Intel has admitted falling demand of its netbooks, with the flailing mini-computer category pulling down Atom chip sales.
The chipmaker’s 8-K financial report for 2011 has tipped netbooks as the reason for revenue dropping by more than half, quarter-on-quarter, for its low power Atom processors.
“Intel Atom microarchitecture revenue, including microprocessors and associated chipsets, was $167M, down 38% from the third quarter and down 57% from the fourth quarter of 2010,” said the report.
“Intel Atom microarchitecture revenue is down as a result of lower demand for netbooks.”
“Intel Atom microarchitecture revenue, including microprocessors and associated chipsets, was $1.2B, down 25% from 2010, with netbook volume down significantly offset partially by other Intel Atom microarchitecture based businesses,” said the report on the whole of 2011.
Atom processors are still on the Intel roadmap well into 2014, trailing behind Intel’s Core i-series chips which will move from the second generation ‘Sandy Bridge’ into the third generation ‘Ivy Bridge’ this year.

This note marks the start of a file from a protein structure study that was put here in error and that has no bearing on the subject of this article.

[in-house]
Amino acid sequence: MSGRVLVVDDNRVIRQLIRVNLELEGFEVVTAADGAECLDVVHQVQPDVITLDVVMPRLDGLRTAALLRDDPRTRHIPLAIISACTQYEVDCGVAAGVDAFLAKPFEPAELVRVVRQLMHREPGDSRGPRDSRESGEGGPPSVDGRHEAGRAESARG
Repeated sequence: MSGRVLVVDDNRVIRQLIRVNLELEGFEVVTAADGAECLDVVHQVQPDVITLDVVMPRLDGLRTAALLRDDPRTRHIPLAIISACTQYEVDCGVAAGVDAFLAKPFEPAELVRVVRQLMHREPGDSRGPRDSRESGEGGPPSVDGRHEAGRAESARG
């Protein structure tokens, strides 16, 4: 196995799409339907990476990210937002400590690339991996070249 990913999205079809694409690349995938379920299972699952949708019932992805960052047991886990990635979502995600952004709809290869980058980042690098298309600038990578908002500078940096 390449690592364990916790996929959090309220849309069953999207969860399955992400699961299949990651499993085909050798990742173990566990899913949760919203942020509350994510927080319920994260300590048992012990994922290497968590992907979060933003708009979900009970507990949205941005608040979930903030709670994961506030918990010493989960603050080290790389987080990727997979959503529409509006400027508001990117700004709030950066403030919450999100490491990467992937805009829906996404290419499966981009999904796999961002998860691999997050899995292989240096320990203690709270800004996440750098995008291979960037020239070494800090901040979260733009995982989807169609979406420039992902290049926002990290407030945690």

Ivy Bridge will push the processors from a 32 nanometre architecture to a 22 nanometre, while the same microarchitecture will only hit Atom processors in 2013.
Intel updated its Atom processors to its third generation just before the new year and is slated for release on new netbooks in 2012, including HP’s freshly announced Mini 1104 in the US.
The company says that new netbooks with the latest Atom chips will offer up to 10 hours of battery life, and the ability to process Blu-ray content and manage HDMI and DisplayPort output options.
Computer manufactures like Acer, Asus, Lenovo, Samsung and Toshiba are all set to release new netbooks in early 2012.